I want to use count with group_by but it's not giving me the right answer

I have this dataset: chocolate_bars_dataset
I want to know how many bars were reviewd for each country(bean_origin).
I tried this code:

bars_reviewd <- chocolate_bars %>%


But it's not giving me the right answer. Could someone please help me ? I would really appreciate it.

Can you show us some of the data in chocolate_bars.

A handy way to supply some sample data is the dput() function. In the case of a large dataset something like dput(head(mydata, 100)) should supply the data we need.

df <- read.delim("C:/Users/Jerry/Desktop/R_files/chocolate.txt", header = TRUE, sep = "\t")
bars_reviewed <- df %>%
group_by(Country.of.Bean.Origin) %>%

1 Australia 2
2 Bali 1
3 Belize 56
4 Blend 92
5 Bolivia 47
6 Brazil 60

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Try only using count()

bars_reviewd <- chocolate_bars %>%
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Agreed. Omit the argument to count.

Or when you look at the man page you see you can omit the group_by and name the grouping column in the count() the way OP did

I had been treating count() as a shorthand for summarise(n = n()) with optional sort.
Have only just realised its advertised function includes the group_by and none of the examples include a group_by beforehand. Count observations by group — count • dplyr

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Here's two solutions using data.table and dplyr.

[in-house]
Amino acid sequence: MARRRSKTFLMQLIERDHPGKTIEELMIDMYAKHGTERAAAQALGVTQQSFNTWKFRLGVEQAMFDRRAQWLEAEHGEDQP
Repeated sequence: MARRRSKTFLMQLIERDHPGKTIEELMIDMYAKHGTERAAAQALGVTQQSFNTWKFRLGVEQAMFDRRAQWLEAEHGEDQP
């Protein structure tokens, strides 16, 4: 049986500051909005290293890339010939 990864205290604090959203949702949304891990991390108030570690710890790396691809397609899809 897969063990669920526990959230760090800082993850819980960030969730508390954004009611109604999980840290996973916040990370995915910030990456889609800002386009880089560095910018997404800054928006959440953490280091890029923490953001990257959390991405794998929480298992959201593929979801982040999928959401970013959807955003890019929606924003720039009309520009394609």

# data.table

dt_1 <- fread("~/R/20220729_chocolate.csv", header = TRUE)

dt_2 <- dt_1[, .(count = .N), .(`Country of Bean Origin`)] |>

   Country of Bean Origin count
1:              Venezuela   254
2:                   Peru   248
3:     Dominican Republic   234
4:                Ecuador   223
5:             Madagascar   184
6:                  Blend   156


# dplyr

df_1 <- read.csv("~/R/20220729_chocolate.csv", header = TRUE)

df_2 <- df_1 |>
  group_by(Country.of.Bean.Origin) |>
  summarise(count = n()) |>

# A tibble: 6 x 2
  Country.of.Bean.Origin count
  <chr>                  <int>
1 Venezuela                254
2 Peru                     248
3 Dominican Republic       234
4 Ecuador                  223
5 Madagascar               184
6 Blend                    156
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This answer should be the best answer. It shows the simplest way of getting the result.
And this is the documentation of count: "count() lets you quickly count the unique values of one or more variables: df %>% count(a, b) is roughly equivalent to df %>% group_by(a, b) %>% summarise(n = n())". I wonder why the author of the question didn't even take a look on it (?)

How to download this data from this website - first post ?

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